Reregistering your vehicle

If your vehicle’s registration has been cancelled and you want to use the vehicle on the road again, you need to register it again.

This page covers light vehicles with a gross vehicle mass of 3500kgs or less (eg cars, vans and utility vehicles).

If you need information on reregistering other types of vehicles (eg heavy vehicles, trailers, tractors or all-terrain vehicles), please contact us.

How to register your vehicle when the previous registration has been cancelled

There are four steps to follow to register your vehicle if it isn’t registered now, but it has been registered in New Zealand before.

Step 1: Go to an entry certifier

Take the vehicle to an entry certifier. You’ll need to contact the certifier first to check on their wait times and costs, and to book an appointment. Some sites may not certify all vehicle types, so check before you take your vehicle in. 

Find a entry certifier near you

Because it’s unregistered, you can’t legally drive it on the road. It needs to be towed or transported by another vehicle.

You need to take proof that it has been registered in New Zealand before, and that you’re the person entitled to register it again now.

The proof can be old registration papers, or documentation that show the vehicle’s identification number (VIN) or chassis number, such as an old Certificate of registration.

The agent will need to be satisfied that the documents demonstrate that the vehicle, when originally registered, was designed and constructed according to the requirements applying at that time.

Step 2: Inspect and certify

The entry certifier will:

  • inspect and certify the vehicle
  • charge you a fee for the inspection and certification - the fee will vary between different certifiers
  • attach a VIN to the vehicle if necessary
  • issue a record of compliance with registration requirements
  • issue a warrant of fitness (WoF) or certificate of fitness (CoF) from the date the vehicle passes the inspection.

Step 3: Register and license

Register and license the vehicle, so you can legally drive it on the road.

The entry certifier can do this for you, or you can do it within the timeframe that the record of certification is valid.

You’ll need to pay registration and licensing fees. They include the cost of the new number plates and the necessary licence labels. These fees are set by legislation and vary according to the vehicle type, engine size and vehicle use. 

Registration fees

Step 4: Get back on the road

You can drive your vehicle on the road when it has its new number plates, licence label, inspection label and road user charges (RUC) licence label (if applicable) attached.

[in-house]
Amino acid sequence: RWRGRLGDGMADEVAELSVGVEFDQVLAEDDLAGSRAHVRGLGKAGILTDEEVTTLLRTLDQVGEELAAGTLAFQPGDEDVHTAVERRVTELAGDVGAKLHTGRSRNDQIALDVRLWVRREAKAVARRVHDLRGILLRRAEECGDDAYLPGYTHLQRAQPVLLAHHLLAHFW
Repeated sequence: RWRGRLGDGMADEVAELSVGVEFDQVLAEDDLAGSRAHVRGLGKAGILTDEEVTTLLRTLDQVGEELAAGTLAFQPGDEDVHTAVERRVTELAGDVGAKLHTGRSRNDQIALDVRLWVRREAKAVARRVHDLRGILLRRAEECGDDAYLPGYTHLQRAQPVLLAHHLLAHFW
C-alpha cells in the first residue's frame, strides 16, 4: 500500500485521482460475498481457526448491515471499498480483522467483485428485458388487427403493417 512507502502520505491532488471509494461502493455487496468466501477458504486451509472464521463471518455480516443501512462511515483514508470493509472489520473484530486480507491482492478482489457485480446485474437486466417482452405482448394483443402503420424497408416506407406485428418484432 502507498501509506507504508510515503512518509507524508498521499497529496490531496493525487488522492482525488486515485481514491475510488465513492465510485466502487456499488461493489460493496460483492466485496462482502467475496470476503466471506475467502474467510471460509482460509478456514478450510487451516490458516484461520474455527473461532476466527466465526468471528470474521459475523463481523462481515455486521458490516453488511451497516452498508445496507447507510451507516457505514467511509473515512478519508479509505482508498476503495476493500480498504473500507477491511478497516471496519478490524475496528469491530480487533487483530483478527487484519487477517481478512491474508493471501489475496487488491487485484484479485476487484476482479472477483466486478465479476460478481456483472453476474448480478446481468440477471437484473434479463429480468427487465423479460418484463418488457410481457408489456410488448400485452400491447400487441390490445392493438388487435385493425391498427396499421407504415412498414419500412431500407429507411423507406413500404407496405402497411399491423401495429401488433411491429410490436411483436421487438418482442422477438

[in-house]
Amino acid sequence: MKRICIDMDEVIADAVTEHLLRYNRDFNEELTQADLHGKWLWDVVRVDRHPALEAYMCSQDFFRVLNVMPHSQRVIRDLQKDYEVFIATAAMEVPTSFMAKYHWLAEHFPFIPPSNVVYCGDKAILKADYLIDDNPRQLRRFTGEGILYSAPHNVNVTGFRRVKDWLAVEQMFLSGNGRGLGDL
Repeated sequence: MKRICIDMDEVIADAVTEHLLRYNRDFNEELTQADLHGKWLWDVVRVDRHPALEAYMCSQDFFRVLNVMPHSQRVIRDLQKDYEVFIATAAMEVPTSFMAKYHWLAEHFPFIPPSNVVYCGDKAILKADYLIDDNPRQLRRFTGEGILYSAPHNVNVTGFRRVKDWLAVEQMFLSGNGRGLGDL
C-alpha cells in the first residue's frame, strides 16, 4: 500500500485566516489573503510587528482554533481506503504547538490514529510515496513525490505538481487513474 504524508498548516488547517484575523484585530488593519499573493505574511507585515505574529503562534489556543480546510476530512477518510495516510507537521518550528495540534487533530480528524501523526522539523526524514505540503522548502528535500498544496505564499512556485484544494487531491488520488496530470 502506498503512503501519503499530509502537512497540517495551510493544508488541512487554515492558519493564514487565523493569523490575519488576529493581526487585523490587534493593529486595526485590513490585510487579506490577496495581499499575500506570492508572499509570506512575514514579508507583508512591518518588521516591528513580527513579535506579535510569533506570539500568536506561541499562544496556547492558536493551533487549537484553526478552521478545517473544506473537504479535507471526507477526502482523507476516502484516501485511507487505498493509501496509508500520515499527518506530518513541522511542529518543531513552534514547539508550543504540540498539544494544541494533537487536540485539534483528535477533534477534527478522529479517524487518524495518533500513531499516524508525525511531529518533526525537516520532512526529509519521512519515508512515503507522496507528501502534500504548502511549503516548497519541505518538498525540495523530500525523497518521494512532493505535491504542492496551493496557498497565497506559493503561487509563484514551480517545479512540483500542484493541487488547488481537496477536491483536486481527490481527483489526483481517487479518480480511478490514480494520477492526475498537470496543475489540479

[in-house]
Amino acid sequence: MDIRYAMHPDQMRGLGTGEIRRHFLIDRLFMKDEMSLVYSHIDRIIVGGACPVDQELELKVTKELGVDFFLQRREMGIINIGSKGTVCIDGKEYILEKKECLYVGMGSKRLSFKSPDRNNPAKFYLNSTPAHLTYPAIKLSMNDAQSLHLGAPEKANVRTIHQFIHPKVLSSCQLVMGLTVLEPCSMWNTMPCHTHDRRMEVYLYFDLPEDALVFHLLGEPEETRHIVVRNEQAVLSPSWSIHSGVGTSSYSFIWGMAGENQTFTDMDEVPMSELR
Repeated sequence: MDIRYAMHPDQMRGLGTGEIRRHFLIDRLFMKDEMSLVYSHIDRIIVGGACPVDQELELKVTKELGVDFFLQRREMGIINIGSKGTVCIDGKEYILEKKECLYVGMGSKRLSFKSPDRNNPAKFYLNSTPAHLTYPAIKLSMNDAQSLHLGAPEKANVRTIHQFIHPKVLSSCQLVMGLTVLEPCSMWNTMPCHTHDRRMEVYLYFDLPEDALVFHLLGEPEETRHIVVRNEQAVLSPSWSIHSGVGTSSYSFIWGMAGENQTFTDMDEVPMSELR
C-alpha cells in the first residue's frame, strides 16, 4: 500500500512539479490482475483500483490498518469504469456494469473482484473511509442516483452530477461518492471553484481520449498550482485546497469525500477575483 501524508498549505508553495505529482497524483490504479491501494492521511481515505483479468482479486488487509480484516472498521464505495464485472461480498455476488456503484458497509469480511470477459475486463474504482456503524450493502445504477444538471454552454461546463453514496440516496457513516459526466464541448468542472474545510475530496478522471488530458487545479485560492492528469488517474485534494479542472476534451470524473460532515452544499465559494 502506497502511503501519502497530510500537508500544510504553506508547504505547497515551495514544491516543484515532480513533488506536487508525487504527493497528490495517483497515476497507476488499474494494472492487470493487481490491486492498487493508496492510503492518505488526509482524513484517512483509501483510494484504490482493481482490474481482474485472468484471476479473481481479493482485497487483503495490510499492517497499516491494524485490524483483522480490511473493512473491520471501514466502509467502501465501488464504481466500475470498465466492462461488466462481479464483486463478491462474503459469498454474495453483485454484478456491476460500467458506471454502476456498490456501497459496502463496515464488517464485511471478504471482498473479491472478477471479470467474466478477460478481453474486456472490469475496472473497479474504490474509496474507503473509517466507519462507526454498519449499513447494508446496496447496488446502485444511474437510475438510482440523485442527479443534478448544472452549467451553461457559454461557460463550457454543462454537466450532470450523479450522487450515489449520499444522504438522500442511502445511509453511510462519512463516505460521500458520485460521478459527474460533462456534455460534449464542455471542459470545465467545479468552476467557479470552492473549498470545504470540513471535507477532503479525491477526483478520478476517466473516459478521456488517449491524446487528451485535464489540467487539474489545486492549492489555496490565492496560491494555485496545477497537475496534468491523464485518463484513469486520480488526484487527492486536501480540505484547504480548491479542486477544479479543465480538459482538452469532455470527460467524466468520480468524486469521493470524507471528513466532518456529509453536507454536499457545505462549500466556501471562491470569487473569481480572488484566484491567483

Damaged vehicles may need extra certification

The process may be more complicated and cost more if the agent needs to refer the vehicle to a specialist certifier.

The agent will do this if the vehicle has been:

  • structurally damaged
  • deteriorated (not in good condition)
  • modified in a way that could affect its safety performance.

Specialist certifiers

The NZ Transport Agency appoints specialist certifiers to help agents with vehicle certification. An agent may refer a vehicle to either of the following types of specialist certifier:

  • a repair certifier, if the vehicle has structural damage, deterioration or previous structural repairs that could affect its safety
  • a low volume vehicle (LVV) certifier, if the vehicle has been modified in a way that could affect its safety.

If the vehicle needs to be repaired

Check if it’s worth reparing the vehicle

In some cases, the cost to restore or repair a vehicle (so that it can be registered) could be higher than the value of the vehicle itself.

Some agents may offer a preliminary check (for a fee) to give you an idea of the work needed to bring the vehicle up to standard.

It’s up to the agent if they offer that service.

If the vehicle hasn’t been repaired yet

We recommend going to an agent before you get the vehicle repaired. The agent will let you know if the repair needs to be certified under the supervision of a specialist repair certifier.

The repair certifier is responsible for making sure the repair is done correctly.

If the vehicle has already been repaired

If the vehicle has already had structural repair, the agent will let you know if the repair needs to be certified.

If it does, the repair certification may involve taking parts of the vehicle apart, because the repair certifier has to be satisfied with the quality of the repair.

Once the repair certifier is satisfied, they’ll issue a repair certificate, which will be sent with the vehicle back to the agent.

You’ll need to pay the cost of the:

  • repair
  • repair certification
  • certification for the registration.

If a vehicle is so severely damaged or so poorly repaired that it’s unsuitable for repair certification, it won’t be given a repair certificate.

The vehicle will be released to you but you can’t, by law, register the vehicle or drive it on the road in New Zealand until it meets the appropriate standard.

If the vehicle is modified or rebuilt

Modifications to a vehicle may affect its safety performance to the extent that it needs to be certified by a specialist LVV certifier. The agent will let you know if this is necessary or not.

When the LVV certifier is satisfied with the safety performance of the vehicle, they’ll send the vehicle back to the agent.

You’ll need to pay the cost of the LVV certification as well as the agent’s certification fees.

Visit the Low Volume Vehicle Technical Association website(external link)